## 24.30 R for Graduate Students

by Y. Wendy Huynh

Hello! My name is Wendy Huynh and I am a current PhD student working in the behavioral neurosciences. I began my R journey at the end of my first year of graduate school, slowly and painfully piecing together code. Although programming was never really part of my program, I now see it as an integral part of my work.

Many fellow graduate students expressed interest in learning R, but didn’t know where to begin. Programming with R is still relatively niche among my cohort and there are very few formal classes teaching this subject.

Although there are many amazing guides/textbooks for R out there, very few of them featured examples relevant for my specific needs and were user-friendly enough for a true beginner. In the Fall of my second year, I began teaching a new graduate student in my lab everything I knew about R. However, I quickly found that teaching R – even just to one person – was very time consuming. I decided to write up assignments as a “short” guide to R. After writing a short 11 page “first assignment” and receiving positive feedback, I began writing up a second assignment. Then a third. Soon enough, I had written enough pages that I couldn’t deny that this “short guide” had turned into a book.

## 24.31 R in Action, Third Edition, Data analysis and graphics with R and Tidyverse

by Robert I. Kabacoff

Teaches you to use the R language, including the popular tidyverse packages, through hands-on examples relevant to scientific, technical, and business developers. Focusing on practical solutions to real-world data challenges, R expert Rob Kabacoff takes you on a crash course in statistics, from dealing with messy and incomplete data to creating stunning visualisations. In this revised and expanded third edition, new coverage has been added for R’s state-of-the-art graphing capabilities with the ggplot2 package.

Paid: $30

Link: https://www.manning.com/books/r-in-action-third-edition

## 24.32 R language for programmers

by John D Cook

I have written software professionally in perhaps a dozen programming languages, and the hardest language for me to learn has been R. The language is actually fairly simple, but it is unconventional. These notes are intended to make the language easier to learn for someone used to more commonly used languages such as C++, Java, Perl, etc.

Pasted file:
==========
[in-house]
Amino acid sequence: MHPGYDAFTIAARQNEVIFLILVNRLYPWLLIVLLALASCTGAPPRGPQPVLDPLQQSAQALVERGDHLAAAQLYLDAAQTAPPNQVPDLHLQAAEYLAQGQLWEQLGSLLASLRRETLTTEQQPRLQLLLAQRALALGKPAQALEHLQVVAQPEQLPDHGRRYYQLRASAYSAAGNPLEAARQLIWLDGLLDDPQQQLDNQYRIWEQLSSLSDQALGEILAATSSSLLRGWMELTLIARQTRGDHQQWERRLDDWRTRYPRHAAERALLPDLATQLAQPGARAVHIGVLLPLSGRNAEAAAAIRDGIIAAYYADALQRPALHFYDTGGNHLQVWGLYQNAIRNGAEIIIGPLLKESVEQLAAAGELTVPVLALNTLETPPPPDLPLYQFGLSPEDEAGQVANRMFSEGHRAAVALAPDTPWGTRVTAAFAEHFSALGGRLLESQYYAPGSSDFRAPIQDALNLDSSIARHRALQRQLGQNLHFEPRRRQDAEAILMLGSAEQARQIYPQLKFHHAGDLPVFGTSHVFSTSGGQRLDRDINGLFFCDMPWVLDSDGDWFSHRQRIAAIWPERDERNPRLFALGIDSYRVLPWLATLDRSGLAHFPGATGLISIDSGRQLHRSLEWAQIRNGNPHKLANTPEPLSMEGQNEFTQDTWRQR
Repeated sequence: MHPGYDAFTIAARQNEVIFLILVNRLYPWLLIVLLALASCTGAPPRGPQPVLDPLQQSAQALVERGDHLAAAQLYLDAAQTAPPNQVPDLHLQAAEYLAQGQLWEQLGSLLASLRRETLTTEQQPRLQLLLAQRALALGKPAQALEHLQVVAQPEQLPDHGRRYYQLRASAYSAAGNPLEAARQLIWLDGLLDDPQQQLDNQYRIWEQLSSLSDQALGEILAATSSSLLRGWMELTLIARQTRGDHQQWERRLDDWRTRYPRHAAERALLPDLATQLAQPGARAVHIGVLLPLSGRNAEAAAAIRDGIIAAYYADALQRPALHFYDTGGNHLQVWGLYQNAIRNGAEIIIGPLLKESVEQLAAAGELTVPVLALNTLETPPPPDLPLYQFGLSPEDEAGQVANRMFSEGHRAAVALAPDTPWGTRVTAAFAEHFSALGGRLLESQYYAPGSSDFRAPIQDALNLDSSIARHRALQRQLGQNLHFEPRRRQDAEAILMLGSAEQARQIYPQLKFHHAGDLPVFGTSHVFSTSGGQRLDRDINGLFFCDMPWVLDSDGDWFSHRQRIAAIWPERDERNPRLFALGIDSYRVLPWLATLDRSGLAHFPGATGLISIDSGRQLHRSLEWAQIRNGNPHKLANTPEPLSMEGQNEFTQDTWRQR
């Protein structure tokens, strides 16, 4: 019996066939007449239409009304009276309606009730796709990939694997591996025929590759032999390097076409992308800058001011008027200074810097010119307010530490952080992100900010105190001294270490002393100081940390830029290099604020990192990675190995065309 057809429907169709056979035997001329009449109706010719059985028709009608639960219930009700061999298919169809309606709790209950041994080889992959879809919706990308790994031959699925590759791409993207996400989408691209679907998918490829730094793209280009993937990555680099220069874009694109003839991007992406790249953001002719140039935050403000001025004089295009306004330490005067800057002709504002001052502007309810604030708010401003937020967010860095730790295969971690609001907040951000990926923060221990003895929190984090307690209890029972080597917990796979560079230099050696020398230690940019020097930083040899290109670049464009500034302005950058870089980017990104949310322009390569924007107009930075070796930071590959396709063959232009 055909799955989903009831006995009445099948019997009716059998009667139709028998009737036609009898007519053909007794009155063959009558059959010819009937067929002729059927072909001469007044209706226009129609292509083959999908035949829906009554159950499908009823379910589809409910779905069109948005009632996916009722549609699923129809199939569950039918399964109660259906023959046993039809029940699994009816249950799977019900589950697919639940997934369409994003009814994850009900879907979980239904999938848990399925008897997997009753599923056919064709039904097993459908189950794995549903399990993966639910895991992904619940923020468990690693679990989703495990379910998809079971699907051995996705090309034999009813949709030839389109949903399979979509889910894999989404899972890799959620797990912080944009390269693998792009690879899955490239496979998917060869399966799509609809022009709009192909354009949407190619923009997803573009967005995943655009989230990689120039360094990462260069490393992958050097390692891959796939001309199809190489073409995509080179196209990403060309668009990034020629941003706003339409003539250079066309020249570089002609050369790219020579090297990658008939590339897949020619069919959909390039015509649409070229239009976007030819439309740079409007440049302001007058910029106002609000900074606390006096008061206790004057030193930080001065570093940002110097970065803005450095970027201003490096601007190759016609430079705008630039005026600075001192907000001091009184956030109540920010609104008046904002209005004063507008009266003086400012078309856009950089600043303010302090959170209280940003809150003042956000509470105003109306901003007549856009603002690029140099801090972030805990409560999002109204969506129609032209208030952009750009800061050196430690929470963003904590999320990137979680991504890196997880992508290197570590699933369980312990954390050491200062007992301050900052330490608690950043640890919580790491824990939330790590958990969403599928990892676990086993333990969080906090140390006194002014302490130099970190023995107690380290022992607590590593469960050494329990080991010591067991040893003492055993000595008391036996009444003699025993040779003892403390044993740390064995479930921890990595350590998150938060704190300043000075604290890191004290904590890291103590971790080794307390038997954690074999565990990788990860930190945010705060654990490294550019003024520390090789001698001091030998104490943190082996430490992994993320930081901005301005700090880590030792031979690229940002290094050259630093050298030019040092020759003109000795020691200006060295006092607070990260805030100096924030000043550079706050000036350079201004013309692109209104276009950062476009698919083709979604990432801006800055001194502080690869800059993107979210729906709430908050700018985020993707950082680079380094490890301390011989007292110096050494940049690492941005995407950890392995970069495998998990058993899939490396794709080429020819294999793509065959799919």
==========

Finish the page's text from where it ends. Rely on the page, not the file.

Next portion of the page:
Link: https://www.johndcook.com/blog/r_language_for_programmers/

## 24.33 Rcpp for everyone

by Masaki E. Tsuda

Rcpp is a package that enables you to implement R functions in C++. It is easy to use even without deep knowledge of C++, because it is implemented so as to write your C++ code in a style similar to R. And Rcpp does not sacrifice execution speed for the ease of use, anyone can get high performance outcome.

This document focuses on providing necessary information to users who are not familiar with C++. Therefore, in some cases, I explain usage of Rcpp conceptually rather than describing accurately from the viewpoint of C++, so that I hope readers can easily understand it.

## 24.34 stats545 Data wrangling, exploration, and analysis with R

by Jenny Bryan

Learn how to: Explore, groom, visualize, and analyze data, make all of that reproducible, reusable, and shareable, using R. This site is about everything that comes up during data analysis except for statistical modelling and inference.

Link: https://stat545.com/

## 24.35 The R Inferno

by Patrick Burns

If R’s behaviour has ever suprised you, then this book is a guide for many more surprises, written in the style of Dante. It’s a concise report on number of common-errors and unexpected behaviours in R. This book would make more sense, if you have been programming and are familiar with such behaviours (not all though), as there is little time spent on explaining why part of behaviour. As mentioned, it’s a concise book, 126 pages only.

## 24.36 The R Language

by R Core team